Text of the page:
Systematic reviews have found that strong leadership is essential to obtain effective nursing practice in supporting patients’ nutrition [2, 26]. Others have also highlighted the vital role of nurse managers in the implementation of evidence-informed practices, including providing a supportive culture and environment [27,28,29,30,31,32,33]. Important leadership qualities to support implementation such as proactive, supportive, knowledgeable, perseverant, relation-oriented, functional, and strategic, as described by Castiglione  were reported to be almost absent among the leaders in the current study. The limited active support from the leaders may contribute to the explanation of why the implementation of MyFood was not fully successful. As suggested by the nursing staff in the current study, the use of MyFood should be requested to a larger extent by the leaders and also be addressed in staff meetings and shift handovers.
Formal and informal implementation support
In the current study, project administrators were dedicated as implementation supporters to provide learning and follow-up of MyFood and to motivate the nursing staff in using MyFood. A recent review pointed to implementation support as a frequently used approach to strengthening implementation processes by supporting and assisting healthcare providers in their use of new interventions . The review highlighted that implementation support practitioners, (such as the project administrators in the current study) can only reach their full potential when there is established a trusting relationship between them, the staff and the leaders . As the leaders in the current study were not so dedicated, this may have affected the project administrators and made their tasks as implementation supporters difficult.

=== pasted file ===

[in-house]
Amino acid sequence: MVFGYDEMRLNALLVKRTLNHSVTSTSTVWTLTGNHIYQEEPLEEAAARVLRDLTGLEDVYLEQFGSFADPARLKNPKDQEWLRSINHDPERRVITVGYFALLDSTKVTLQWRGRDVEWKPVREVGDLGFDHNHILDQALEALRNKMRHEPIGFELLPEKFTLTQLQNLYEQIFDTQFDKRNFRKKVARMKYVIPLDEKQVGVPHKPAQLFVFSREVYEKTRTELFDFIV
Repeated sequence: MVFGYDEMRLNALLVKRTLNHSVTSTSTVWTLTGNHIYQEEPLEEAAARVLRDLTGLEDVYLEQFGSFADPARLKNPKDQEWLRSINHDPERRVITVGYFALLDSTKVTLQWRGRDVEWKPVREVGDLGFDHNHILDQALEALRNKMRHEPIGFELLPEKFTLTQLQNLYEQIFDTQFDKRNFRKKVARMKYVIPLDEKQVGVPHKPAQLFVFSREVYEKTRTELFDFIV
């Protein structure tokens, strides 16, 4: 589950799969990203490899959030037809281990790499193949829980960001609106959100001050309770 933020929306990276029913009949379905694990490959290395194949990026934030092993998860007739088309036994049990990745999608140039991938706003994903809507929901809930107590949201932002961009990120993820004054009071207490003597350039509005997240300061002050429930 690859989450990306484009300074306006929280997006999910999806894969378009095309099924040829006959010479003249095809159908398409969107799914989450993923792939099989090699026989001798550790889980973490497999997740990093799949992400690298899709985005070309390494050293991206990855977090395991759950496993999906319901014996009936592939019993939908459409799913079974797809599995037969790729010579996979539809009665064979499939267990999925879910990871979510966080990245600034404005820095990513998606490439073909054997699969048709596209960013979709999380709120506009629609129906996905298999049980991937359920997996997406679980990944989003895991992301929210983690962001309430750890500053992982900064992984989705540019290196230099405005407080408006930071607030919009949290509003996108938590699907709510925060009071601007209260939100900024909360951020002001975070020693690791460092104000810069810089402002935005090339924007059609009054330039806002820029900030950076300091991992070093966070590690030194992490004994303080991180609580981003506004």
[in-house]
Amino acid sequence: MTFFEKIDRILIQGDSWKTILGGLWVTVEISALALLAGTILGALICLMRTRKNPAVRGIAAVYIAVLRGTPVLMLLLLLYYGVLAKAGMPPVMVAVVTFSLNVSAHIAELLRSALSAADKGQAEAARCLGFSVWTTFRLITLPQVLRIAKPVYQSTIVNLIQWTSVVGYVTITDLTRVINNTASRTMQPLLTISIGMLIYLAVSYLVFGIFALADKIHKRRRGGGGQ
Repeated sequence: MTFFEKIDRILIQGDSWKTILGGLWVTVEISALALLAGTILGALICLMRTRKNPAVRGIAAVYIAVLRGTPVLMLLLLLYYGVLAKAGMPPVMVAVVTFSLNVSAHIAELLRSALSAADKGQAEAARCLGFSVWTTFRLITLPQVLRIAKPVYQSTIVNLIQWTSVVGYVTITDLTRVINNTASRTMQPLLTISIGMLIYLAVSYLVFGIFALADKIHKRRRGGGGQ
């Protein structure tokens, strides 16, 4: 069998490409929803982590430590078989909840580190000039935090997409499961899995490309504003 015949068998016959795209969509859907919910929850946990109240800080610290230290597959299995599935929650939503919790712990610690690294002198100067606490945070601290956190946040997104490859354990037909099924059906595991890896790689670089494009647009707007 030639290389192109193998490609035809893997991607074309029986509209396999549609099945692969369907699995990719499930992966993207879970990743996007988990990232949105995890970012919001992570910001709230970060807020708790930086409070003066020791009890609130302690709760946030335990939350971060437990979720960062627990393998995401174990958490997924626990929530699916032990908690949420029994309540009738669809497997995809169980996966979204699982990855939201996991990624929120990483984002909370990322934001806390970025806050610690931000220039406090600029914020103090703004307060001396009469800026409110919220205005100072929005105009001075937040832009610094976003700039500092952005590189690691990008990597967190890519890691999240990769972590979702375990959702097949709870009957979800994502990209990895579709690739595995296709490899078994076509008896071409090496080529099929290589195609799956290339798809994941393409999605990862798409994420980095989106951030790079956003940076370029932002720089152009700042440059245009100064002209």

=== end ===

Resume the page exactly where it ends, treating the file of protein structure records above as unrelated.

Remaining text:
MyFood received unexpected implementation support from the physicians. The nursing staff reported that the physicians were motivated to use MyFood, and requested the MyFood assessment reports. Several nursing staff said that the physicians had appreciated the overview of the patient’s nutritional status provided by MyFood. This is in line with previous results from a pre-implementation study assessing potential barriers and facilitators for use of MyFood in two specialized hospital wards , which found that nursing staff believed that the physicians would probably trust MyFood more than the current practice with paper-based dietary records. However, prejudices among some physicians regarding the role of nutrition in the treatment process were also identified . Eide et al.  found that nurses were frustrated about the physicians’ low involvement and engagement in the nutritional care of the patients and that support from physicians in nutritional care made it easier to prioritize nutrition.
Self-efficacy and individual phase of change among the nursing staff